- Your inner guide for directing you. Having grown up without adequate emotional attention and personalized guidance from your parents, you had to learn how to make choices for yourself without much outside help. So you learned. Making decisions may be a struggle for you now. But on some level, somehow, you often do make good choices. I have seen that most CEN people, even if they agonize over personal decisions, even if they make some mistakes in their choices, generally have good judgment and common sense. And a good gut sense, if only they would listen to their gut more. Your helpful inner guide is something to be thankful for.
- Your ability to do what needs to be done. As a child, you couldn’t be confident that your parents would provide you help when you needed it. Now as an adult you are remarkably capable. You learned how to take care of things as a child and you are still good at it. These useful life skills are something to be thankful for.
- Your willingness to help others. By overlooking your feelings as they raised you your parents inadvertently taught you how to overlook your own feelings and needs as an adult. This leaves you too focused on other people and their feelings and needs. But there is a silver lining to this. You are there to help others, and you likely ask for little back. Other people can see your good heart and they appreciate how giving and reliable you are. You can be thankful for possessing this lovable quality.
- Your parents for the things they did give you. If your parents were abusive or extremely neglectful to you then you do not owe them any thanks. But perhaps they struggled to provide you with life’s necessities; perhaps they loved you in the only way they could. Perhaps they gave you more than they had in their own childhoods. You can be thankful for what they did give you while also recognizing what they did not.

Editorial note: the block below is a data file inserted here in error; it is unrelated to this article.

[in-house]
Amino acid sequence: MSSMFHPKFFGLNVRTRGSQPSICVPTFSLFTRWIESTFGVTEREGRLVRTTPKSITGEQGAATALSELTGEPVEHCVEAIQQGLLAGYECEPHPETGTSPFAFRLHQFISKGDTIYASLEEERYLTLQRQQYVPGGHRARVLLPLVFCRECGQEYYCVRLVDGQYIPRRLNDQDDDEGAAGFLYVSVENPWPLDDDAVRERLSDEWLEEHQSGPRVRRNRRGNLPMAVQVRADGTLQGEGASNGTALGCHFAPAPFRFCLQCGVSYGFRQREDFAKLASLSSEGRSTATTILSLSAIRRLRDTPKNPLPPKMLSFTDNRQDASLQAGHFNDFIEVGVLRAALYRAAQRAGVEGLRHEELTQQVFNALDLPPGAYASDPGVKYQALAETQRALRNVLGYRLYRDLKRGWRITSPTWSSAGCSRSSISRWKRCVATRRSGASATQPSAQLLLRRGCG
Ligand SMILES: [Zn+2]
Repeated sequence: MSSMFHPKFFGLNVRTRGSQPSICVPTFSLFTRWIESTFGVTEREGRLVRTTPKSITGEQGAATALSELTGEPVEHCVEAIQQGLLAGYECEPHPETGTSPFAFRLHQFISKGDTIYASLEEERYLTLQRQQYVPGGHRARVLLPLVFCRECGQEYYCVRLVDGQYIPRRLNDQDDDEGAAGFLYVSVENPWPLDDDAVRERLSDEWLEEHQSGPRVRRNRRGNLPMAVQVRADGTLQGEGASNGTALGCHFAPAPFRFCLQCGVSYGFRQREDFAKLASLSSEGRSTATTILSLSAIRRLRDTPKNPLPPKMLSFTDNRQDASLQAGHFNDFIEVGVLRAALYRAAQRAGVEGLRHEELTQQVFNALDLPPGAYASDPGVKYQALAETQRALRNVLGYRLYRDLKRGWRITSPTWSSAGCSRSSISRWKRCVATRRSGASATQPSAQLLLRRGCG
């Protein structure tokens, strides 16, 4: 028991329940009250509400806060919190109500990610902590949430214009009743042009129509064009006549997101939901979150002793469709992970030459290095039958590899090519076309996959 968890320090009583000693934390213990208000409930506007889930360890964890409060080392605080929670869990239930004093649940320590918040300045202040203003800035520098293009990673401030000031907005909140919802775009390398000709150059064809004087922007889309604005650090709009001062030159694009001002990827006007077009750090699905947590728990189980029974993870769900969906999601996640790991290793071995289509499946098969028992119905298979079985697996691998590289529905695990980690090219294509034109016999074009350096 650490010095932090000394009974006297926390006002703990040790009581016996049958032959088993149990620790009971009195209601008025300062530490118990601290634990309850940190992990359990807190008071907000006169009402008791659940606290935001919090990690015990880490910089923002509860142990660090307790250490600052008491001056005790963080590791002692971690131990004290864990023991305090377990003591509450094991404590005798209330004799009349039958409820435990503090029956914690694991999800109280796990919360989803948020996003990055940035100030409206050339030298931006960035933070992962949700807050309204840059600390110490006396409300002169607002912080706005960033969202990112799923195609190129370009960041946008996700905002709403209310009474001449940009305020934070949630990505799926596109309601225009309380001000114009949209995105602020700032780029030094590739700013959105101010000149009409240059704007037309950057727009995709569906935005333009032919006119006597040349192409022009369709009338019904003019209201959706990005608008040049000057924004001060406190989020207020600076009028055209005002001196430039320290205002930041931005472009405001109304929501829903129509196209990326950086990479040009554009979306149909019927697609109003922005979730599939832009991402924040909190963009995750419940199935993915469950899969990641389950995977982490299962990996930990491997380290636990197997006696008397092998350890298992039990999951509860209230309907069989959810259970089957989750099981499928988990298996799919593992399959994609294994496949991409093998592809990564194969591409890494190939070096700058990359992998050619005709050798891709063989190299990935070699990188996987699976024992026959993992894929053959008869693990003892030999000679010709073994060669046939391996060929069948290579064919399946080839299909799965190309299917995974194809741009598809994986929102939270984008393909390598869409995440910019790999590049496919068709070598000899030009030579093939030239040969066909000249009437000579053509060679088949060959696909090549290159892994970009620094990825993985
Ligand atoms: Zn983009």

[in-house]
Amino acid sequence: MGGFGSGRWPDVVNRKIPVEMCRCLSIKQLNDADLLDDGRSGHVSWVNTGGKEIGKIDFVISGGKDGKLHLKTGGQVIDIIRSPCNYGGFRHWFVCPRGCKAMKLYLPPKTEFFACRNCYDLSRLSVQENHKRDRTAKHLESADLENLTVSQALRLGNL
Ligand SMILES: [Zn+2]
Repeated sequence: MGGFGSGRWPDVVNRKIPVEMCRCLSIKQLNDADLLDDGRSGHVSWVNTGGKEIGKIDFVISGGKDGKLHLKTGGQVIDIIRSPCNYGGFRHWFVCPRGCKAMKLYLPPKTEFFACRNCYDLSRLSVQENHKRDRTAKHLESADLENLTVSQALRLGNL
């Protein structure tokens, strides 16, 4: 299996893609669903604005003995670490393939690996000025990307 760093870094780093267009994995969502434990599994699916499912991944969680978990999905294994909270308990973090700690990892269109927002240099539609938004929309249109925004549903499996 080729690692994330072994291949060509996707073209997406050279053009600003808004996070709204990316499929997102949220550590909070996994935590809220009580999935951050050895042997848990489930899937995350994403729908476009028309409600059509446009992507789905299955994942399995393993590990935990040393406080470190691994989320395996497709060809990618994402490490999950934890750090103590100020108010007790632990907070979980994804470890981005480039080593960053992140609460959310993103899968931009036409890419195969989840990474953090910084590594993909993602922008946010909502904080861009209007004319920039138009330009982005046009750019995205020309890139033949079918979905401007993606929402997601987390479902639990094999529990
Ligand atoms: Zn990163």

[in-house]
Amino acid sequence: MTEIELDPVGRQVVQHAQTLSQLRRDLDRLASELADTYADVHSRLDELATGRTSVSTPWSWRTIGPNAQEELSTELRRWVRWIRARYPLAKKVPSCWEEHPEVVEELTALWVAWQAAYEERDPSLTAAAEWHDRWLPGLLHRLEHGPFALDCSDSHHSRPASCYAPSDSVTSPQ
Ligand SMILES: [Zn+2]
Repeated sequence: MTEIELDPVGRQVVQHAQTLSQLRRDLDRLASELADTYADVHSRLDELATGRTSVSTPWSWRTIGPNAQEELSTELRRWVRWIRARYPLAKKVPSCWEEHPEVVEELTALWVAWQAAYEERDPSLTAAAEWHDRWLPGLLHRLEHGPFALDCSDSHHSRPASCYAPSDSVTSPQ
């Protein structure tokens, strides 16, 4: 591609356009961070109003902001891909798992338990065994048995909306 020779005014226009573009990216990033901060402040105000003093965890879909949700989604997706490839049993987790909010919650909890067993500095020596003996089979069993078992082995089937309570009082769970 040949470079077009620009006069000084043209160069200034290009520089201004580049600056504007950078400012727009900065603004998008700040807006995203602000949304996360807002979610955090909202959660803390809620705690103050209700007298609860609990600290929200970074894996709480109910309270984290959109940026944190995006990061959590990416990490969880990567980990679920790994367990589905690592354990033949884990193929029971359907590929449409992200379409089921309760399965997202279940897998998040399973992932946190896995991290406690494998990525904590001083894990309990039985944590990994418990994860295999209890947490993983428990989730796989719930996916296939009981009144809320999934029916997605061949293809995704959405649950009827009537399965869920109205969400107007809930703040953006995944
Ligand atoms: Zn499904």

- One person in your life who has understood and supported you. Was one of your parents more emotionally responsive than the other? Was there a teacher or friend who showed you understanding or a friend who validated you? A therapist who has guided you through some painful moments or transitions? You can feel thankful for this one special person who offered you something vital when you needed it.
Think about whether there might be one person in your family you can connect with more; it may be a sibling, a parent, aunt, uncle, cousin, or in-law. Just one person you can perhaps share your CEN experience with. You can ask them to read this blog or the Running On Empty books. It helps enormously to have an understanding person in your family.
Wondering if this blog applies to you? Childhood Emotional Neglect is often invisible and unmemorable when it happens in childhood so, as an adult, it can be difficult to know. To find out, Take the Emotional Neglect Test. It’s free.
Yes, Childhood Emotional Neglect left its mark on you. Yes, it will color your holidays gray if you let it. But there is a silver lining to your CEN. And now, at Thanksgiving, you can set your sights on healing and give yourself the emotional attention you never got. You are worth it.
Warmest wishes for a safe and happy Thanksgiving from me to you.
A version of this article first appeared on Psychcentral.com. It has been updated and republished here with the permission of the author and psychcentral.